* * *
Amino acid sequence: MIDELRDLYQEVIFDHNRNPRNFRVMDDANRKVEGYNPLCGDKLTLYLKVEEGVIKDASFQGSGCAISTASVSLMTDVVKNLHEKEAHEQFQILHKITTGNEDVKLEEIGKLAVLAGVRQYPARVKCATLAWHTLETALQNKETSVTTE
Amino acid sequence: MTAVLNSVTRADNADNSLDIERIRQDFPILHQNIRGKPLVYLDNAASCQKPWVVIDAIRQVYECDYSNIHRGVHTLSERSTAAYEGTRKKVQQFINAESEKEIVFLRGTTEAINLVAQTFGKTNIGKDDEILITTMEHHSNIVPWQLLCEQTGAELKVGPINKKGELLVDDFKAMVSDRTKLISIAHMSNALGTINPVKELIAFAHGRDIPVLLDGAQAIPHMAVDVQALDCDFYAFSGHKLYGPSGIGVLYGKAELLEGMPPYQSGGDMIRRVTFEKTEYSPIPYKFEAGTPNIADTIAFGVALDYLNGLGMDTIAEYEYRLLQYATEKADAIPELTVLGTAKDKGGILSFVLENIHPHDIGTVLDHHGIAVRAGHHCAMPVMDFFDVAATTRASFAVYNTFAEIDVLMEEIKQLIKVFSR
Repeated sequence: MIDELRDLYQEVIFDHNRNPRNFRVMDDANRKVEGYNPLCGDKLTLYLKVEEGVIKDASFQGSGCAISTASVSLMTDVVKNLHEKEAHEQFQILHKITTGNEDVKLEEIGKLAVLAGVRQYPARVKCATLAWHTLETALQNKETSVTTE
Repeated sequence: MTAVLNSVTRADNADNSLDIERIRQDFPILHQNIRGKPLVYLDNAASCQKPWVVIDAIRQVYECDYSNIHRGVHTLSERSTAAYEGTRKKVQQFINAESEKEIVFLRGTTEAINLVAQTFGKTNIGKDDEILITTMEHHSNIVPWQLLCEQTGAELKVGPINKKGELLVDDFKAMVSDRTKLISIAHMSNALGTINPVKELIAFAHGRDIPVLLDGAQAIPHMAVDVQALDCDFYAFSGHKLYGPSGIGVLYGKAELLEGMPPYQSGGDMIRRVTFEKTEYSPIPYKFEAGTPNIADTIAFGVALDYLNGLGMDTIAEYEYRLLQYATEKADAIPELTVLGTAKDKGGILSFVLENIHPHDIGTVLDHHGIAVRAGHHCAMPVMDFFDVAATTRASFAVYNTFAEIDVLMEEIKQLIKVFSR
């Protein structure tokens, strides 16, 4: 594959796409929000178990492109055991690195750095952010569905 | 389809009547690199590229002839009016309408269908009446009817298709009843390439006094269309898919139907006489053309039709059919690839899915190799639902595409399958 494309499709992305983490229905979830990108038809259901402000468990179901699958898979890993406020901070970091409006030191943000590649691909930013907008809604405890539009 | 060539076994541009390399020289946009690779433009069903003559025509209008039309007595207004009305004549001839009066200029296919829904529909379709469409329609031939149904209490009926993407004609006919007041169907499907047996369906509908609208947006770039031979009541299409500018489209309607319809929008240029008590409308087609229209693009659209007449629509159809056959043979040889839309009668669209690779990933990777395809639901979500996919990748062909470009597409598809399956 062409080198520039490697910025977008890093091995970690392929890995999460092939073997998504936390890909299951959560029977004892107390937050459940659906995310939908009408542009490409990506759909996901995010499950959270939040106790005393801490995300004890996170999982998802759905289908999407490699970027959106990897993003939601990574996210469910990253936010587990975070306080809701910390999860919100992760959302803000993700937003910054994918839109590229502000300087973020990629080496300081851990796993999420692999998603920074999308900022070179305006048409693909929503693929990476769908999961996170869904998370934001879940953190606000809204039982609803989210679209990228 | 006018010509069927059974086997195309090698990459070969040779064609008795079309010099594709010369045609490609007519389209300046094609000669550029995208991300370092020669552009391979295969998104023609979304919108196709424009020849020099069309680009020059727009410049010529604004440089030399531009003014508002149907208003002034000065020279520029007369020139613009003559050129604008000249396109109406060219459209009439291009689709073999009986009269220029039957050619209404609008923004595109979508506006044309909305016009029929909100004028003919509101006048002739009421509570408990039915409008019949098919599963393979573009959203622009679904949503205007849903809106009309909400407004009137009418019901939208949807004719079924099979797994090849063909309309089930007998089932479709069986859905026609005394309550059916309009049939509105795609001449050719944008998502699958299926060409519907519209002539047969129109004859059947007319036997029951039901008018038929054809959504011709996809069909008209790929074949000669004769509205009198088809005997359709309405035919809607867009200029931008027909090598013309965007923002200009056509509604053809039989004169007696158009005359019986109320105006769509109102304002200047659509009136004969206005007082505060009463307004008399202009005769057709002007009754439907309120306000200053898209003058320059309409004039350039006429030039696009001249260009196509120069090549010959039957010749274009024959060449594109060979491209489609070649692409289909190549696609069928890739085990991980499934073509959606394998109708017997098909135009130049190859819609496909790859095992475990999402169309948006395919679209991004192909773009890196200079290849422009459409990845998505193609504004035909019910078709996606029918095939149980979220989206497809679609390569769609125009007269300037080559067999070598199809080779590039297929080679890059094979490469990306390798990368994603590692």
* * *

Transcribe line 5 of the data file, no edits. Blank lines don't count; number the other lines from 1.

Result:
């Protein structure tokens, strides 16, 4: 594959796409929000178990492109055991690195750095952010569905 | 389809009547690199590229002839009016309408269908009446009817298709009843390439006094269309898919139907006489053309039709059919690839899915190799639902595409399958 494309499709992305983490229905979830990108038809259901402000468990179901699958898979890993406020901070970091409006030191943000590649691909930013907008809604405890539009 | 060539076994541009390399020289946009690779433009069903003559025509209008039309007595207004009305004549001839009066200029296919829904529909379709469409329609031939149904209490009926993407004609006919007041169907499907047996369906509908609208947006770039031979009541299409500018489209309607319809929008240029008590409308087609229209693009659209007449629509159809056959043979040889839309009668669209690779990933990777395809639901979500996919990748062909470009597409598809399956 062409080198520039490697910025977008890093091995970690392929890995999460092939073997998504936390890909299951959560029977004892107390937050459940659906995310939908009408542009490409990506759909996901995010499950959270939040106790005393801490995300004890996170999982998802759905289908999407490699970027959106990897993003939601990574996210469910990253936010587990975070306080809701910390999860919100992760959302803000993700937003910054994918839109590229502000300087973020990629080496300081851990796993999420692999998603920074999308900022070179305006048409693909929503693929990476769908999961996170869904998370934001879940953190606000809204039982609803989210679209990228 | 006018010509069927059974086997195309090698990459070969040779064609008795079309010099594709010369045609490609007519389209300046094609000669550029995208991300370092020669552009391979295969998104023609979304919108196709424009020849020099069309680009020059727009410049010529604004440089030399531009003014508002149907208003002034000065020279520029007369020139613009003559050129604008000249396109109406060219459209009439291009689709073999009986009269220029039957050619209404609008923004595109979508506006044309909305016009029929909100004028003919509101006048002739009421509570408990039915409008019949098919599963393979573009959203622009679904949503205007849903809106009309909400407004009137009418019901939208949807004719079924099979797994090849063909309309089930007998089932479709069986859905026609005394309550059916309009049939509105795609001449050719944008998502699958299926060409519907519209002539047969129109004859059947007319036997029951039901008018038929054809959504011709996809069909008209790929074949000669004769509205009198088809005997359709309405035919809607867009200029931008027909090598013309965007923002200009056509509604053809039989004169007696158009005359019986109320105006769509109102304002200047659509009136004969206005007082505060009463307004008399202009005769057709002007009754439907309120306000200053898209003058320059309409004039350039006429030039696009001249260009196509120069090549010959039957010749274009024959060449594109060979491209489609070649692409289909190549696609069928890739085990991980499934073509959606394998109708017997098909135009130049190859819609496909790859095992475990999402169309948006395919679209991004192909773009890196200079290849422009459409990845998505193609504004035909019910078709996606029918095939149980979220989206497809679609390569769609125009007269300037080559067999070598199809080779590039297929080679890059094979490469990306390798990368994603590692």